Why do you think many people are not interested in and feel disengaged from politics?
They feel the system is not only not working for them, but actively working against them. Trust in many of our institutions – not just governmental ones – has been eroded over the years. In addition deference has largely disappeared. There had always been an understanding that the ruling classes had a duty to look after those less fortunate, or less educated. Now that most people are educated they constantly question the decisions of those who rule over us, and they don’t like the explanations they get.
How democratic do you believe the UK is as a country? While engagement may have increased on social media, voting turnout has been low in recent elections – how much does the electorate care about decisions made by politicians?
In some ways the electorate is more engaged in day to day politics and important issues than ever before. Blogs and social media have been a tremendous way for normal people to make their voices heard – not always in a good way, it has to be said. There are many faults in our democracy and there is no perfect solution. Turnout in recent elections has actually been on the increase, and in the Scottish and EU referendums was very high indeed. That proves that people will take an interest if politicians and the media can engage them.
In what ways would you like to see more young people getting involved in politics?
I would like to see political parties doing more to encourage youth participation. They need to take some lessons from pressure groups, who have successfully done that.
In recent years, more politics programmes have been broadcast on TV and radio than ever before. Do you think this changes the ways the public engages with politics, or do you think other factors such as social media attract more engagement?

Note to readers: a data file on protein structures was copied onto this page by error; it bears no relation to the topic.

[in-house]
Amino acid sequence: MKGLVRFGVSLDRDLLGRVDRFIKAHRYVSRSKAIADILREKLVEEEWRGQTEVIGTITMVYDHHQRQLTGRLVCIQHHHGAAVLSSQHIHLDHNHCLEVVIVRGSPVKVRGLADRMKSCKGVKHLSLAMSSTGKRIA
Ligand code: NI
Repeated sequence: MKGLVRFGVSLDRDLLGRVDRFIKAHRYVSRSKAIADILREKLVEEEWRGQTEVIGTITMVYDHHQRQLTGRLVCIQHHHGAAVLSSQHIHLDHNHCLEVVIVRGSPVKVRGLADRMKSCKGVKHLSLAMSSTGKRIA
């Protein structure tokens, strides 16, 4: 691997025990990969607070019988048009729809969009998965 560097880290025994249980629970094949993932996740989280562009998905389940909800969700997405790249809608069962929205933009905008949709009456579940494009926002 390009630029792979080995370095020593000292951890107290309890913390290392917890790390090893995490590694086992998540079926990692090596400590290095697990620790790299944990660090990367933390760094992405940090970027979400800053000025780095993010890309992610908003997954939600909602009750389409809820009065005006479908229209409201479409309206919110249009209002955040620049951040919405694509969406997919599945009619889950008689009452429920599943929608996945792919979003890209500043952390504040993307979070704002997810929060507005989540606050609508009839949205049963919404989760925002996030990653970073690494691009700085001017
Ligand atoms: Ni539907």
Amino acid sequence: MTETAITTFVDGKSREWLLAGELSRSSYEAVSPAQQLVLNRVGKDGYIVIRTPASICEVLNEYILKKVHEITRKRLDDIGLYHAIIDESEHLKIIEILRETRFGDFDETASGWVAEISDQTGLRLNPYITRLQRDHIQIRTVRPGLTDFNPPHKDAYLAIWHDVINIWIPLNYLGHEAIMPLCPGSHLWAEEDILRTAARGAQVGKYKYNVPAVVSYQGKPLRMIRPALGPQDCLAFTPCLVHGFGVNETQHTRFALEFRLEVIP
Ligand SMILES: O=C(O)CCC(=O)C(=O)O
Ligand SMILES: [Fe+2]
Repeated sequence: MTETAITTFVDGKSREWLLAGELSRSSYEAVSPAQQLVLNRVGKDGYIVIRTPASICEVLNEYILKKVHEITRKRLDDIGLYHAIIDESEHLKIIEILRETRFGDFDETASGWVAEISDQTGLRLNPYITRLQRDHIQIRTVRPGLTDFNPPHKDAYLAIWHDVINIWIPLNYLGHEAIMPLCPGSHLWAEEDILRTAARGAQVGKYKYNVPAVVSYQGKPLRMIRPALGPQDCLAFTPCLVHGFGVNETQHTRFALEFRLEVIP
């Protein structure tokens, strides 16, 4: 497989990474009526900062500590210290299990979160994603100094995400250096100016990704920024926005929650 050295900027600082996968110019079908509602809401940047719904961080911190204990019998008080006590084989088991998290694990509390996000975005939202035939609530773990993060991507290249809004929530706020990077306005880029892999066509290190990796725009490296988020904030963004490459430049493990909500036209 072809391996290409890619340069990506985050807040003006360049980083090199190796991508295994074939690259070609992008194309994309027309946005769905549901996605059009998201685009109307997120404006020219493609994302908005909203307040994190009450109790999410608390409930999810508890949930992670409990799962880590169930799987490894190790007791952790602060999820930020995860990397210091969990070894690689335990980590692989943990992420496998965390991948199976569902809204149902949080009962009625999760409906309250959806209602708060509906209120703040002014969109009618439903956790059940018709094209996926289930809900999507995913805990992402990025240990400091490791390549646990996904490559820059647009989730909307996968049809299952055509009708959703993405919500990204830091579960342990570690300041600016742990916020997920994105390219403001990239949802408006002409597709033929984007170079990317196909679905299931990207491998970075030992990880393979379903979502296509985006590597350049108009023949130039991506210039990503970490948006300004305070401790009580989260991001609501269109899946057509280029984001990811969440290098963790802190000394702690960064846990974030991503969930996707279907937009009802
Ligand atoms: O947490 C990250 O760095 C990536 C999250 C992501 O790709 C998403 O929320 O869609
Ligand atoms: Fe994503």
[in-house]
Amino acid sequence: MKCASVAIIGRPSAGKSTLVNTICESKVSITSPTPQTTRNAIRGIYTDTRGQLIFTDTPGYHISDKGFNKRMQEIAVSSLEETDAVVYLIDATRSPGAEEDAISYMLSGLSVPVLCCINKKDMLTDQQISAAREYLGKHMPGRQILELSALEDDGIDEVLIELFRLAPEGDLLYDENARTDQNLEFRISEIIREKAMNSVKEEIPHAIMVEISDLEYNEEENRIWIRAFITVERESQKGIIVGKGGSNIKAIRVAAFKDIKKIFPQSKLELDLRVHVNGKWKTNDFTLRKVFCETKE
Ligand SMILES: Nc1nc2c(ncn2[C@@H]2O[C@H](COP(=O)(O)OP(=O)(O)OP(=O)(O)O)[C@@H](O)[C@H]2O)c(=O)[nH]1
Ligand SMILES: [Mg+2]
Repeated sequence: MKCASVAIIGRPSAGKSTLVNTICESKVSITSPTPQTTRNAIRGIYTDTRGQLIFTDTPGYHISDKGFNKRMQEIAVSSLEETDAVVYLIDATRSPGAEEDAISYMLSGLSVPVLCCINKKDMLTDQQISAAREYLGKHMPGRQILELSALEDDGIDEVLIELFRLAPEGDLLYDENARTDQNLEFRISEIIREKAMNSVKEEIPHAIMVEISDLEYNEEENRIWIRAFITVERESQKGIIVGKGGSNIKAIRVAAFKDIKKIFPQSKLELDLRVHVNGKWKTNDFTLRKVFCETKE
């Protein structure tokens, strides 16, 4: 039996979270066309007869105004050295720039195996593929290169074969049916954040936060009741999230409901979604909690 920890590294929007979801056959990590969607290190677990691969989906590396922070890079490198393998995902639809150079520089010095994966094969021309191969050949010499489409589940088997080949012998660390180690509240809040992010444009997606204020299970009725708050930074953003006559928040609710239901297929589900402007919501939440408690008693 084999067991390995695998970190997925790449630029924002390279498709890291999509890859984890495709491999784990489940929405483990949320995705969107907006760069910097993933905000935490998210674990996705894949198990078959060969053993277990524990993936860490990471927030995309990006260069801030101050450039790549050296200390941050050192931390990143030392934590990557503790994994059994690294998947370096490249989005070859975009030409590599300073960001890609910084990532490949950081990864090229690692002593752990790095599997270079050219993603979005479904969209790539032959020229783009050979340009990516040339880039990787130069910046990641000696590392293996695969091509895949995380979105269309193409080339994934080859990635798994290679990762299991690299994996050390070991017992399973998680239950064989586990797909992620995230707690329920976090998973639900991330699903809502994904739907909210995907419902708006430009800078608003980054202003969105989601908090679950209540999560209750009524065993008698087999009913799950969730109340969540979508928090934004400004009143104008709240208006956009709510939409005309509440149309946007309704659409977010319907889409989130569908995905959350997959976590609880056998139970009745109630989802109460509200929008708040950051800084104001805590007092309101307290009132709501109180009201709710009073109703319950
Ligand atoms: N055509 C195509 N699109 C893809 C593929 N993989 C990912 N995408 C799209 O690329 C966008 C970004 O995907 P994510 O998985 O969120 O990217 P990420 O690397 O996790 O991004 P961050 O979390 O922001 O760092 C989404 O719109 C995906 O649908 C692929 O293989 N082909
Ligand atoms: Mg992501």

There may have been more programmes, but do they engage people? I think stations like LBC do a brilliant job in that, and I often get parents phoning in telling me that my show has made their kids more politically aware. I couldn’t get a higher compliment than that. But too many political programmes, especially on the BBC, are very exclusive, and they don’t engage their audiences because they are talking down to them. Reading out a few random tweets is not enough.
Bonus Question: If you were Prime Minister for a week, what changes would you hope to make?
I’d abolish stamp duty (licensed robbery), inheritance tax, make sure the Brexit referendum was delivered on, sell West Ham the Olympic Stadium so it doesn’t cost the public purse any more money, ban foreigners from buying property in this country unless they’re going to live in it or rent it out, expand the Army back to more than 100,000, introduce PR for local council elections in order to abolish one part states and reduce corruption, ban plastic bags completely, introduce measures to encourage smaller housebuilders to build more houses and work towards a simpler tax system and a flat tax. And quite a lot of other things too. And on Day 2…
Thank you to Iain for answering our questions and getting involved.